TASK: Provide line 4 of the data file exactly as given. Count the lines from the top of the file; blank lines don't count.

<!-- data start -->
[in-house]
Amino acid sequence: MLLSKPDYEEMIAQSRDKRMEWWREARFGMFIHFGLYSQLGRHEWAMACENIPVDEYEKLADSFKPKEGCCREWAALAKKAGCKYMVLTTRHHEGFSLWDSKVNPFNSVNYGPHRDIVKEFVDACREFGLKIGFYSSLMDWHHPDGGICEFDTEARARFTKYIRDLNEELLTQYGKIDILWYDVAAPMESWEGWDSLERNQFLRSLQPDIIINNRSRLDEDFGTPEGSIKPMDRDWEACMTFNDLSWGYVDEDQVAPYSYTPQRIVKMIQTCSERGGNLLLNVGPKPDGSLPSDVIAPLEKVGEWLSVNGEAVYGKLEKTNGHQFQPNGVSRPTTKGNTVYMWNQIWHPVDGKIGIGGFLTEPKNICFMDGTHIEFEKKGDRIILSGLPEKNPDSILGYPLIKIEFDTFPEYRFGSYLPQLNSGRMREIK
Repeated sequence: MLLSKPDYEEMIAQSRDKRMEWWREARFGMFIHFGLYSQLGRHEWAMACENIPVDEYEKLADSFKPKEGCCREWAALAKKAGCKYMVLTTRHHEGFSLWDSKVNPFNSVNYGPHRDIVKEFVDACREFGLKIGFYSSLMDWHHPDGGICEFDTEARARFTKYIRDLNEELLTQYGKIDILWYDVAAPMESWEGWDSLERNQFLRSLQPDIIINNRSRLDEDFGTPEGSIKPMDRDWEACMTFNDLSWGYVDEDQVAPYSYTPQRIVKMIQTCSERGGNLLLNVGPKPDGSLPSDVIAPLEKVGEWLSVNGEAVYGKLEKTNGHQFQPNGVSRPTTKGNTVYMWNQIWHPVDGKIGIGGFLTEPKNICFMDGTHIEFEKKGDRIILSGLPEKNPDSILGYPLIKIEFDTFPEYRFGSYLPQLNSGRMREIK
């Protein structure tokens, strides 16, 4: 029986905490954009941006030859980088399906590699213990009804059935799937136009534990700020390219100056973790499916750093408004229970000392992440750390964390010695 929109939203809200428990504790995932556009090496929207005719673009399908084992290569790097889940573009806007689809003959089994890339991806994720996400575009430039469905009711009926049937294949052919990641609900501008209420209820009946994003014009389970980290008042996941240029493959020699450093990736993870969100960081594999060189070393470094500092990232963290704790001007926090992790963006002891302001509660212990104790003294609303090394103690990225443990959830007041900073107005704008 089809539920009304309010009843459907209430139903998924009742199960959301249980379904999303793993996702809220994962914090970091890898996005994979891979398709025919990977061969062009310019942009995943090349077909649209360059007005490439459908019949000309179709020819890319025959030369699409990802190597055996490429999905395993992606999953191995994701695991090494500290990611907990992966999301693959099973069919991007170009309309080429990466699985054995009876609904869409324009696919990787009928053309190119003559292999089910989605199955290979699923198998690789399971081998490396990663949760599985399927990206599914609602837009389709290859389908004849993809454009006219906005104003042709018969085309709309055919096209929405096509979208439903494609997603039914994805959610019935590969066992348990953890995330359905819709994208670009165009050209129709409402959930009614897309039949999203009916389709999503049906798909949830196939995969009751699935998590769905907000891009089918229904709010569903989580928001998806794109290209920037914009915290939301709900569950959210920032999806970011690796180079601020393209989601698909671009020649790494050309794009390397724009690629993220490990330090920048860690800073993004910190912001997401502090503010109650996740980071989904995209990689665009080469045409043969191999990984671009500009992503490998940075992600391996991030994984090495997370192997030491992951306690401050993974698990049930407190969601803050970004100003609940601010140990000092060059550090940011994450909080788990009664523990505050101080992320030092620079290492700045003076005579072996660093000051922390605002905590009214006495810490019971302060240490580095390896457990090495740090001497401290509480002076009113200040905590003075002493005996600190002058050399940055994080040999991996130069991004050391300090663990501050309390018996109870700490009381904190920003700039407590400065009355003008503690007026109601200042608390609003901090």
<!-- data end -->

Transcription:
């Protein structure tokens, strides 16, 4: 029986905490954009941006030859980088399906590699213990009804059935799937136009534990700020390219100056973790499916750093408004229970000392992440750390964390010695 929109939203809200428990504790995932556009090496929207005719673009399908084992290569790097889940573009806007689809003959089994890339991806994720996400575009430039469905009711009926049937294949052919990641609900501008209420209820009946994003014009389970980290008042996941240029493959020699450093990736993870969100960081594999060189070393470094500092990232963290704790001007926090992790963006002891302001509660212990104790003294609303090394103690990225443990959830007041900073107005704008 089809539920009304309010009843459907209430139903998924009742199960959301249980379904999303793993996702809220994962914090970091890898996005994979891979398709025919990977061969062009310019942009995943090349077909649209360059007005490439459908019949000309179709020819890319025959030369699409990802190597055996490429999905395993992606999953191995994701695991090494500290990611907990992966999301693959099973069919991007170009309309080429990466699985054995009876609904869409324009696919990787009928053309190119003559292999089910989605199955290979699923198998690789399971081998490396990663949760599985399927990206599914609602837009389709290859389908004849993809454009006219906005104003042709018969085309709309055919096209929405096509979208439903494609997603039914994805959610019935590969066992348990953890995330359905819709994208670009165009050209129709409402959930009614897309039949999203009916389709999503049906798909949830196939995969009751699935998590769905907000891009089918229904709010569903989580928001998806794109290209920037914009915290939301709900569950959210920032999806970011690796180079601020393209989601698909671009020649790494050309794009390397724009690629993220490990330090920048860690800073993004910190912001997401502090503010109650996740980071989904995209990689665009080469045409043969191999990984671009500009992503490998940075992600391996991030994984090495997370192997030491992951306690401050993974698990049930407190969601803050970004100003609940601010140990000092060059550090940011994450909080788990009664523990505050101080992320030092620079290492700045003076005579072996660093000051922390605002905590009214006495810490019971302060240490580095390896457990090495740090001497401290509480002076009113200040905590003075002493005996600190002058050399940055994080040999991996130069991004050391300090663990501050309390018996109870700490009381904190920003700039407590400065009355003008503690007026109601200042608390609003901090």